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Robert G. Kaiser defends the press, convincingly

The Washington Post's Robert G. Kaiser asks an interesting question: "Why does The Washington Post willingly publish "classified" information affecting national security?"

His answers are entirely persuasive.

"Some readers ask us why the president's decisions on how best to protect the nation shouldn't govern us, and specifically our choices of what to publish. The answer is that in the American system of checks and balances, the president cannot be allowed to decide what the voters need to know to hold him accountable. A king may have such power, but the elected executive of a republic cannot, or we will have no more republic."

NYT editor Bill Keller probably agrees with most of Kaiser's nuanced but appropriately combative piece. Unfortunately, the evidence of Keller's good sense is cited by some right-wing watchdog groups as evidence of a "liberal bias" at the NYT.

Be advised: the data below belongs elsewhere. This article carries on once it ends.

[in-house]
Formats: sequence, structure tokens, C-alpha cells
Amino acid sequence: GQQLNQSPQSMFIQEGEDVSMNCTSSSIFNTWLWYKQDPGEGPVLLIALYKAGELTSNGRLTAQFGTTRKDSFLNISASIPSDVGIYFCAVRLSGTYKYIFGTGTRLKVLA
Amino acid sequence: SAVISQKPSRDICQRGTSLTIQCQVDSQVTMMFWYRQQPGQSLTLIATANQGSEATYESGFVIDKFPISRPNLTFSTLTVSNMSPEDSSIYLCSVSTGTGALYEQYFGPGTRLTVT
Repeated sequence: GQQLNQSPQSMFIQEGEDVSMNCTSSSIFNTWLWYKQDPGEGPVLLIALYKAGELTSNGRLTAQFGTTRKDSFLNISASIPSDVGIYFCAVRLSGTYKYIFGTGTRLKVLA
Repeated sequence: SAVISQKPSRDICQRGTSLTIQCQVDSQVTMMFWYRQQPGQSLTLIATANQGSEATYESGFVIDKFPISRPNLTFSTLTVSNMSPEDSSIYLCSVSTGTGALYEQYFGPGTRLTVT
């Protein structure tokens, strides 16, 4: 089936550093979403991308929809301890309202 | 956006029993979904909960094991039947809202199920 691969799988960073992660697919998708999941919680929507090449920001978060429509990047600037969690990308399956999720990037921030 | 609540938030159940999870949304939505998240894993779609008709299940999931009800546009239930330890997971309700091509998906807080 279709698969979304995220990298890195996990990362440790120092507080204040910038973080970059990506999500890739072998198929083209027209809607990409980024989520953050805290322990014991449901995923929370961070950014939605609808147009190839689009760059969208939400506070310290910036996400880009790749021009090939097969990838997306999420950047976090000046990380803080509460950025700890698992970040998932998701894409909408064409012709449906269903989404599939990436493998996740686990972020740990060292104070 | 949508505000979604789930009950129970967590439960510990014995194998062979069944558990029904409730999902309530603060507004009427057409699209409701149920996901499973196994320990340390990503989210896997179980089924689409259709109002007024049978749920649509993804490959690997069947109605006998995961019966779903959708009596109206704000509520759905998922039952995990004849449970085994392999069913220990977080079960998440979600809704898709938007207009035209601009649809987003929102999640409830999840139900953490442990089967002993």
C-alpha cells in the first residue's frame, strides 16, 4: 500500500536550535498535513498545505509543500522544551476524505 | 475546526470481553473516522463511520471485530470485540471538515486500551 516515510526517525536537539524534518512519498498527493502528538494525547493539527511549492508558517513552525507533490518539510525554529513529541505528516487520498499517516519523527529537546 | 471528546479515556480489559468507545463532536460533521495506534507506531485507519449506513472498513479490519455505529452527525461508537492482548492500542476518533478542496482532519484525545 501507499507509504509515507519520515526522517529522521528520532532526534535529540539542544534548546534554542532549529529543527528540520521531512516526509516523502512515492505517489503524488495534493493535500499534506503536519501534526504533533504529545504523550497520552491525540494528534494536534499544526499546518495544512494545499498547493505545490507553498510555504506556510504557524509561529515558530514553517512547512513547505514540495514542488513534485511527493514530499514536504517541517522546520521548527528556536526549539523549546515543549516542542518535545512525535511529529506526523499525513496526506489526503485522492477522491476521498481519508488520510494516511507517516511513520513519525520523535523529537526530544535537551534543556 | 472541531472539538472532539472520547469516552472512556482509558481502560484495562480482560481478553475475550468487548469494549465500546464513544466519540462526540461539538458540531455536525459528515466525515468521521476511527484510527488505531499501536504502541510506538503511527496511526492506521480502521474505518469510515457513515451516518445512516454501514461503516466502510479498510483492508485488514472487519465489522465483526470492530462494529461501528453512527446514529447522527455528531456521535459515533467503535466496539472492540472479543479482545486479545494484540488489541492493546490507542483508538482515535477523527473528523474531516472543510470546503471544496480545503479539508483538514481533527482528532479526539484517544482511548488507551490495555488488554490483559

Anti-fascist bias would perhaps be a better way to describe it.

Comments

It seems that his answer:

"The answer is that in the American system of checks and balances, the president cannot be allowed to decide what the voters need to know to hold him accountable."

is an entryway to another question - If the president is not deciding what information should or should not be making public, who is deciding and how should they do it? Although it would be easy enough to specify that all information should be released, this is hardly practical. Both the press and the press releases are filtering the information presented to them and neither is really interested in 'all' of the information.

Thusly, certain types of information are sought (eg the press secretary's brand of socks will probably be of a lower priority than their political persuasion). And this is really where any answer to the question you laid out must lie (and where the WaPo article, I think, misses the boat). No one disagrees that the American people need the right to know about the President's actions, but do they have an absolute right over such actions? Where does that right end? Who's authority makes that decision? How can the answers to this question be applied to our situation? I think these are the more interesting, and ultimately, the questions that are essential towards moving anywhere in the debate.

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